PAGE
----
“Correct. Social engineering, things like, oh I don’t know, telling mall security that an innocent and beloved teacher was taking upskirt photographs of young women just so they would track him down.” Professor Pendleton gave Alice a short glare, which she greeted with a warm smile. Definitely bolder, no doubt about it. “Crass as it was, that was still a valid use of Subtlety. Turning assets, misdirection, using people as tools, it’s all part of what a Subtlety Hero does. Information is our bread and butter, and sometimes there’s no easier way to get it than with a charming smile and an open bar tab.”
“Please tell me we get to do this in a bar,” Rich said.
“No such luck, young Mr. Weaver. No, this is a simple game of trust.” Professor Pendleton hopped off his desk and walked around to the blackboard. Picking up a piece of chalk, he quickly scrawled the number “210” across the board. “In your Subtlety final this year, you’re all going to fight one another. The winner will receive this many points. The losers get nothing.”
“Wait, all this talk about being smarter and craftier than everyone else, and our test is just another fight?” Selena said. Though she felt she could do well in open combat, it didn’t change the fact that it wasn’t why she’d stayed in the class.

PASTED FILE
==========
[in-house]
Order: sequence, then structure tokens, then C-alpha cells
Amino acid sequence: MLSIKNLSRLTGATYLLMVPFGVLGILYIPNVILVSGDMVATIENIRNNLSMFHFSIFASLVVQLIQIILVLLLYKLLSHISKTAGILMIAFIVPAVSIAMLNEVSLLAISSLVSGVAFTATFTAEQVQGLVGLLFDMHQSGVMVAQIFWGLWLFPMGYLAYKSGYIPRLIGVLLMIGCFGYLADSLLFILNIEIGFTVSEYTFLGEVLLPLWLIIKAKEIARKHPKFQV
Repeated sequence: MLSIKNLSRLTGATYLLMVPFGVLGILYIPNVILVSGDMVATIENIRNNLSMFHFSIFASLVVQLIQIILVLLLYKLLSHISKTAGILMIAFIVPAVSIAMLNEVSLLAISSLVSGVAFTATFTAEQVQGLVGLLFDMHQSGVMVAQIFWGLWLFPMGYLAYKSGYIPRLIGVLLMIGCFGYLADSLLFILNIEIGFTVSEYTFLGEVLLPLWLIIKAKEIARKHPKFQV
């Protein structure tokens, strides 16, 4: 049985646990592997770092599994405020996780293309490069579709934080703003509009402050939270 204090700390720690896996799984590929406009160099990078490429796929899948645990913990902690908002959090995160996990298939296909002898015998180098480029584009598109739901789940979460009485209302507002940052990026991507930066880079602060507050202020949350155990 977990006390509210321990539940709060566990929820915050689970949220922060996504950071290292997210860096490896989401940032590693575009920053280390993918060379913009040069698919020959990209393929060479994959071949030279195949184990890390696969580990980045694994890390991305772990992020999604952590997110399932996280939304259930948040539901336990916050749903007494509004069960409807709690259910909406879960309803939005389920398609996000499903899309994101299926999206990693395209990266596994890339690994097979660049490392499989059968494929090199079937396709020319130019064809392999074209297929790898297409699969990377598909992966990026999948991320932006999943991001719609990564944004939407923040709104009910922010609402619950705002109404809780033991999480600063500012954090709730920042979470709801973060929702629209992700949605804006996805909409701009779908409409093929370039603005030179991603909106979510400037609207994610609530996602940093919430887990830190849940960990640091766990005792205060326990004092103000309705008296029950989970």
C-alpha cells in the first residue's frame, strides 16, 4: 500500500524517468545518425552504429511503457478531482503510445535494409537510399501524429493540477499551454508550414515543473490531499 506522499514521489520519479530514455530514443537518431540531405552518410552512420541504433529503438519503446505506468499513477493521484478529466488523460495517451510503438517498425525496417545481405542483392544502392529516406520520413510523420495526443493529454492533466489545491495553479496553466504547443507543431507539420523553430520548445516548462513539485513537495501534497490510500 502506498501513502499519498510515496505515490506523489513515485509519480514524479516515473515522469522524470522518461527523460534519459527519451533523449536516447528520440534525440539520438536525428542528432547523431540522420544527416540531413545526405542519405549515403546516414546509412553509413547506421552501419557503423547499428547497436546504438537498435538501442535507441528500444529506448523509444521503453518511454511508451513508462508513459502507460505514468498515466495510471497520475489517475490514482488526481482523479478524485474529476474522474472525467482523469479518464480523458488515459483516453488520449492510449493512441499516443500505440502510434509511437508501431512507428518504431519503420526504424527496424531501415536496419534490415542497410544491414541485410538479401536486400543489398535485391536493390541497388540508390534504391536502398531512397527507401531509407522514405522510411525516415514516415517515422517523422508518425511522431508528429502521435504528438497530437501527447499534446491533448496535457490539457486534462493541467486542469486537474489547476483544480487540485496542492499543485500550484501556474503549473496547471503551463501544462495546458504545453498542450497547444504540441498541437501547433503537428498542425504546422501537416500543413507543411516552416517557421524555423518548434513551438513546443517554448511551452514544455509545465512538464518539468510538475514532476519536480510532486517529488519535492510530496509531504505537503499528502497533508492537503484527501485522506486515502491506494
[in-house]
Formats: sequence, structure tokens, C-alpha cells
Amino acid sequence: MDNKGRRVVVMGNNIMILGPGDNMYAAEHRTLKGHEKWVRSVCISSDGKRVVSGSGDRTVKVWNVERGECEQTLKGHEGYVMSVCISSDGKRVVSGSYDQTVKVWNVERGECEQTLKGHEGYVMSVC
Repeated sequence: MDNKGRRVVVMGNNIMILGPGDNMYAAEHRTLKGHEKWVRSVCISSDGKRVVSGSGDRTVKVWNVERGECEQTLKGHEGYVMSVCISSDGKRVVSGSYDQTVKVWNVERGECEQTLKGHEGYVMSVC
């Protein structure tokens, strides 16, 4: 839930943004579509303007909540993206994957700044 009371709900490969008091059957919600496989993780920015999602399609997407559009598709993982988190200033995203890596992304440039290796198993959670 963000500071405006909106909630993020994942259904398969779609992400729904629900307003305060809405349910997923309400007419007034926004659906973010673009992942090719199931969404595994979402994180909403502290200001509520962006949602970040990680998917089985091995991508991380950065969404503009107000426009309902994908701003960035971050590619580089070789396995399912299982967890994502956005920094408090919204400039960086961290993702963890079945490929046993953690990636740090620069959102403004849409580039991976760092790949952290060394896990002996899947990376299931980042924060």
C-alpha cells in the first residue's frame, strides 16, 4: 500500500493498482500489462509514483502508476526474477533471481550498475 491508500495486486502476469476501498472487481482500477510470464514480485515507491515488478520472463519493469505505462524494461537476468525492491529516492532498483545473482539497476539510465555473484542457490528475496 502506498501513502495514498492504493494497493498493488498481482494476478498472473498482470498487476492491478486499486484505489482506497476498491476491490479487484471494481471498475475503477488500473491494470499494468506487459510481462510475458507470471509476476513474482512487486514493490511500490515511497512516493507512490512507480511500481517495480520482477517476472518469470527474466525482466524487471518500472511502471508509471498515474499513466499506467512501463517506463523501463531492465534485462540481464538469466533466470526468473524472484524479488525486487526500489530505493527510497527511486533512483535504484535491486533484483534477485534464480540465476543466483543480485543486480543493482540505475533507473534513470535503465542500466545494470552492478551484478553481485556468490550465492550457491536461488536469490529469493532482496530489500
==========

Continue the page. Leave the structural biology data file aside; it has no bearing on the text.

“Yes, and also no. Fighting is a good testing ground, because it’s something you’re all familiar with, but that’s not what I’m really looking at.” Professor Pendleton turned back around to the class. “You see, for this test, you’ll be allowed to work in teams. When I say the winner gets the points, I mean exactly that. The winning team will have their points split between them. So a team of one gets all of it, a significant bump for those of you who are falling behind. A team of two gets a little over a hundred points each; a perfect grade with bonus, and a team of three gets seventy apiece. That’s just barely passing, for those keeping score. No point in going lower, since you’d just be splitting failure four ways.”
“A team fight instead of knock-down brawl? How does this change things?” Sasha asked.